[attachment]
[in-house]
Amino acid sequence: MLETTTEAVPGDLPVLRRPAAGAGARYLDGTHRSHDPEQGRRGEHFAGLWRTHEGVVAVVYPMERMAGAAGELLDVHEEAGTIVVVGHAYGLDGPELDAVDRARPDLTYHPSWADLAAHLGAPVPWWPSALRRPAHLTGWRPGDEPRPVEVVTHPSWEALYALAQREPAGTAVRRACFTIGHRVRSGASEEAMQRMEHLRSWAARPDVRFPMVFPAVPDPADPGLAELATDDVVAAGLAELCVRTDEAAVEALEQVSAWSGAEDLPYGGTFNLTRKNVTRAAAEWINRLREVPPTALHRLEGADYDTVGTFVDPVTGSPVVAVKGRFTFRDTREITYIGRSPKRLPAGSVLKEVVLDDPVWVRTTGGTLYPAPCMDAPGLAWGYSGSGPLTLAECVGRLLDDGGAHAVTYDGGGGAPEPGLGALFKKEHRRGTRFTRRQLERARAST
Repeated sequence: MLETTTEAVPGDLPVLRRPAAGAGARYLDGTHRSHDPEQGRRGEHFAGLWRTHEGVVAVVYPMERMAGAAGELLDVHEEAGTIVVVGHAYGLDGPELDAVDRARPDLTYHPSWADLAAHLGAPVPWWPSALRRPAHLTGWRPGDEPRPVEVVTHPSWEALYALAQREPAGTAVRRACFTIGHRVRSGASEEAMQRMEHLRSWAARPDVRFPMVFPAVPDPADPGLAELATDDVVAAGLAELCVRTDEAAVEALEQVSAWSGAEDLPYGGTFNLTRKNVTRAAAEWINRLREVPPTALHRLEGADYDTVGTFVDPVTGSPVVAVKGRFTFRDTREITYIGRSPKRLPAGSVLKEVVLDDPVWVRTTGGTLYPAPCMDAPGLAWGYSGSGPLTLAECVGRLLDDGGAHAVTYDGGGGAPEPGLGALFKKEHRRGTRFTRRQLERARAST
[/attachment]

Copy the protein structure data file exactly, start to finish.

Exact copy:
[in-house]
Amino acid sequence: MLETTTEAVPGDLPVLRRPAAGAGARYLDGTHRSHDPEQGRRGEHFAGLWRTHEGVVAVVYPMERMAGAAGELLDVHEEAGTIVVVGHAYGLDGPELDAVDRARPDLTYHPSWADLAAHLGAPVPWWPSALRRPAHLTGWRPGDEPRPVEVVTHPSWEALYALAQREPAGTAVRRACFTIGHRVRSGASEEAMQRMEHLRSWAARPDVRFPMVFPAVPDPADPGLAELATDDVVAAGLAELCVRTDEAAVEALEQVSAWSGAEDLPYGGTFNLTRKNVTRAAAEWINRLREVPPTALHRLEGADYDTVGTFVDPVTGSPVVAVKGRFTFRDTREITYIGRSPKRLPAGSVLKEVVLDDPVWVRTTGGTLYPAPCMDAPGLAWGYSGSGPLTLAECVGRLLDDGGAHAVTYDGGGGAPEPGLGALFKKEHRRGTRFTRRQLERARAST
Repeated sequence: MLETTTEAVPGDLPVLRRPAAGAGARYLDGTHRSHDPEQGRRGEHFAGLWRTHEGVVAVVYPMERMAGAAGELLDVHEEAGTIVVVGHAYGLDGPELDAVDRARPDLTYHPSWADLAAHLGAPVPWWPSALRRPAHLTGWRPGDEPRPVEVVTHPSWEALYALAQREPAGTAVRRACFTIGHRVRSGASEEAMQRMEHLRSWAARPDVRFPMVFPAVPDPADPGLAELATDDVVAAGLAELCVRTDEAAVEALEQVSAWSGAEDLPYGGTFNLTRKNVTRAAAEWINRLREVPPTALHRLEGADYDTVGTFVDPVTGSPVVAVKGRFTFRDTREITYIGRSPKRLPAGSVLKEVVLDDPVWVRTTGGTLYPAPCMDAPGLAWGYSGSGPLTLAECVGRLLDDGGAHAVTYDGGGGAPEPGLGALFKKEHRRGTRFTRRQLERARAST